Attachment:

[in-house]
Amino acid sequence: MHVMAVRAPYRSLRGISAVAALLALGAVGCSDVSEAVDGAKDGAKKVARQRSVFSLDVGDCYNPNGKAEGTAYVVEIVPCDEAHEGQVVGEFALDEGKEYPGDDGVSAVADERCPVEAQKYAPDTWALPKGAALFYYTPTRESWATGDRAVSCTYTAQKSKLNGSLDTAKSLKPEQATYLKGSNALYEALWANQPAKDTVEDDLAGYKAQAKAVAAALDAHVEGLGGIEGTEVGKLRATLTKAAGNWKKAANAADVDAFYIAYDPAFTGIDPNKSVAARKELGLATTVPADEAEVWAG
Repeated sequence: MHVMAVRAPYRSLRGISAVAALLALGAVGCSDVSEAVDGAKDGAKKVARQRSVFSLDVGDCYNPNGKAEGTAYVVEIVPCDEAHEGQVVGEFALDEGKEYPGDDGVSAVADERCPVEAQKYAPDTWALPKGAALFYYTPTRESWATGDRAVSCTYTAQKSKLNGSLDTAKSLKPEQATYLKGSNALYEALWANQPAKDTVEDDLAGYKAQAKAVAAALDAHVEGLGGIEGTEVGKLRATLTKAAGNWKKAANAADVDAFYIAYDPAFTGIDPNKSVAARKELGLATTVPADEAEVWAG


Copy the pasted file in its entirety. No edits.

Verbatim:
[in-house]
Amino acid sequence: MHVMAVRAPYRSLRGISAVAALLALGAVGCSDVSEAVDGAKDGAKKVARQRSVFSLDVGDCYNPNGKAEGTAYVVEIVPCDEAHEGQVVGEFALDEGKEYPGDDGVSAVADERCPVEAQKYAPDTWALPKGAALFYYTPTRESWATGDRAVSCTYTAQKSKLNGSLDTAKSLKPEQATYLKGSNALYEALWANQPAKDTVEDDLAGYKAQAKAVAAALDAHVEGLGGIEGTEVGKLRATLTKAAGNWKKAANAADVDAFYIAYDPAFTGIDPNKSVAARKELGLATTVPADEAEVWAG
Repeated sequence: MHVMAVRAPYRSLRGISAVAALLALGAVGCSDVSEAVDGAKDGAKKVARQRSVFSLDVGDCYNPNGKAEGTAYVVEIVPCDEAHEGQVVGEFALDEGKEYPGDDGVSAVADERCPVEAQKYAPDTWALPKGAALFYYTPTRESWATGDRAVSCTYTAQKSKLNGSLDTAKSLKPEQATYLKGSNALYEALWANQPAKDTVEDDLAGYKAQAKAVAAALDAHVEGLGGIEGTEVGKLRATLTKAAGNWKKAANAADVDAFYIAYDPAFTGIDPNKSVAARKELGLATTVPADEAEVWAG